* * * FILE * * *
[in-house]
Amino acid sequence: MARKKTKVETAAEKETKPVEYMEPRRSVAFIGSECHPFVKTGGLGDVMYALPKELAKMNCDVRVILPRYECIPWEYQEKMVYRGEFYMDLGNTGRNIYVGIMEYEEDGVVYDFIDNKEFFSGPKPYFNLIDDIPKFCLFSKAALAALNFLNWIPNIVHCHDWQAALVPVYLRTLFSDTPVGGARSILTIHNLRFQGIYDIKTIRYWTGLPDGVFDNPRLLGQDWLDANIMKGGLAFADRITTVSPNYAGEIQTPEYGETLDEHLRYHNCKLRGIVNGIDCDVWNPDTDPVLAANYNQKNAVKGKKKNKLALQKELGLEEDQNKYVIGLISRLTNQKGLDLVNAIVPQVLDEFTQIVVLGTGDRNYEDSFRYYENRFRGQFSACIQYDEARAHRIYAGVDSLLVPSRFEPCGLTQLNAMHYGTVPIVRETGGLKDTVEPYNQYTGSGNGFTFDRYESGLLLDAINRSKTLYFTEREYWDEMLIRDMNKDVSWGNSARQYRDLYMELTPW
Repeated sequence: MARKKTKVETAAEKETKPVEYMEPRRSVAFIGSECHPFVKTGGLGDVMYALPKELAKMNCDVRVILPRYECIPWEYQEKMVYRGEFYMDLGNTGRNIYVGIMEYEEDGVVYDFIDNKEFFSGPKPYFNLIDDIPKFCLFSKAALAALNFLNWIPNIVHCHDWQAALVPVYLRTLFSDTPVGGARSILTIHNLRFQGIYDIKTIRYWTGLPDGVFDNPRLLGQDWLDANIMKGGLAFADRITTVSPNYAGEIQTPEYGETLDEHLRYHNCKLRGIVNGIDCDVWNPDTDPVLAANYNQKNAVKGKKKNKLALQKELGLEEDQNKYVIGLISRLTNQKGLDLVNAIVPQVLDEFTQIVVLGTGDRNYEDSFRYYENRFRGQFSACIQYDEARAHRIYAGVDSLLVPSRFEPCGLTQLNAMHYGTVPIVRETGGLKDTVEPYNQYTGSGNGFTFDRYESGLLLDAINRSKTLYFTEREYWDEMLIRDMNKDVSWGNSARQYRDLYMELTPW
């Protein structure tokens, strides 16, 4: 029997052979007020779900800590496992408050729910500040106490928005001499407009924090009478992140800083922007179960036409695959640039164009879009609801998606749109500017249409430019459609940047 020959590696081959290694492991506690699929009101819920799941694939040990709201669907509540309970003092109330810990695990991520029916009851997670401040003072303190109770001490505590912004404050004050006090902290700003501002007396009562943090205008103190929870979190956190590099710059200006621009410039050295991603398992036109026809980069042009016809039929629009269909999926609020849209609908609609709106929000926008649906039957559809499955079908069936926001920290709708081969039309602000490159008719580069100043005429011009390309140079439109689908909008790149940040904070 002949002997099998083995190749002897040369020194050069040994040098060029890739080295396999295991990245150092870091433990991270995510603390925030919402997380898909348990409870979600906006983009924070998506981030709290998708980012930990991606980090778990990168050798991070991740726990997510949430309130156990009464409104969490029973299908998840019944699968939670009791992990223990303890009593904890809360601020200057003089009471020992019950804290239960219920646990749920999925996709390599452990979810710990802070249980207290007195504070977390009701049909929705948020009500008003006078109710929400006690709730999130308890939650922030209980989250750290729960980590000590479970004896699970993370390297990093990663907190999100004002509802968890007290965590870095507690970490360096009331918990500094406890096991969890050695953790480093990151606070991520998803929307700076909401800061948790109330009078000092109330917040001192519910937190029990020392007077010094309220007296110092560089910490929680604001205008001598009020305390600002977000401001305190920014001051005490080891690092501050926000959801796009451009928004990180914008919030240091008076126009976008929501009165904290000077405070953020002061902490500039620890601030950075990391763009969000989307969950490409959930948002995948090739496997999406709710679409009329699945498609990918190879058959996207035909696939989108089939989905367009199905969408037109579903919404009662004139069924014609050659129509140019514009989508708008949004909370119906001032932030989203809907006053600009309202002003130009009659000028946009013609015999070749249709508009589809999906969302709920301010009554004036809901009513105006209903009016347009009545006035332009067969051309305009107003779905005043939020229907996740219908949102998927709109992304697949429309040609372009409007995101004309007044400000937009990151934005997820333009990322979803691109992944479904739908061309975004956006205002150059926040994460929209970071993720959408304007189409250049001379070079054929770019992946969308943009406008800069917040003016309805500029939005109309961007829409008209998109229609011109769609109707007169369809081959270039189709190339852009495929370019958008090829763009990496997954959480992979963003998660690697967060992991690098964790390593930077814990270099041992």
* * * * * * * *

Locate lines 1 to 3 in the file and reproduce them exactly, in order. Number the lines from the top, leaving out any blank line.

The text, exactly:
[in-house]
Amino acid sequence: MARKKTKVETAAEKETKPVEYMEPRRSVAFIGSECHPFVKTGGLGDVMYALPKELAKMNCDVRVILPRYECIPWEYQEKMVYRGEFYMDLGNTGRNIYVGIMEYEEDGVVYDFIDNKEFFSGPKPYFNLIDDIPKFCLFSKAALAALNFLNWIPNIVHCHDWQAALVPVYLRTLFSDTPVGGARSILTIHNLRFQGIYDIKTIRYWTGLPDGVFDNPRLLGQDWLDANIMKGGLAFADRITTVSPNYAGEIQTPEYGETLDEHLRYHNCKLRGIVNGIDCDVWNPDTDPVLAANYNQKNAVKGKKKNKLALQKELGLEEDQNKYVIGLISRLTNQKGLDLVNAIVPQVLDEFTQIVVLGTGDRNYEDSFRYYENRFRGQFSACIQYDEARAHRIYAGVDSLLVPSRFEPCGLTQLNAMHYGTVPIVRETGGLKDTVEPYNQYTGSGNGFTFDRYESGLLLDAINRSKTLYFTEREYWDEMLIRDMNKDVSWGNSARQYRDLYMELTPW
Repeated sequence: MARKKTKVETAAEKETKPVEYMEPRRSVAFIGSECHPFVKTGGLGDVMYALPKELAKMNCDVRVILPRYECIPWEYQEKMVYRGEFYMDLGNTGRNIYVGIMEYEEDGVVYDFIDNKEFFSGPKPYFNLIDDIPKFCLFSKAALAALNFLNWIPNIVHCHDWQAALVPVYLRTLFSDTPVGGARSILTIHNLRFQGIYDIKTIRYWTGLPDGVFDNPRLLGQDWLDANIMKGGLAFADRITTVSPNYAGEIQTPEYGETLDEHLRYHNCKLRGIVNGIDCDVWNPDTDPVLAANYNQKNAVKGKKKNKLALQKELGLEEDQNKYVIGLISRLTNQKGLDLVNAIVPQVLDEFTQIVVLGTGDRNYEDSFRYYENRFRGQFSACIQYDEARAHRIYAGVDSLLVPSRFEPCGLTQLNAMHYGTVPIVRETGGLKDTVEPYNQYTGSGNGFTFDRYESGLLLDAINRSKTLYFTEREYWDEMLIRDMNKDVSWGNSARQYRDLYMELTPW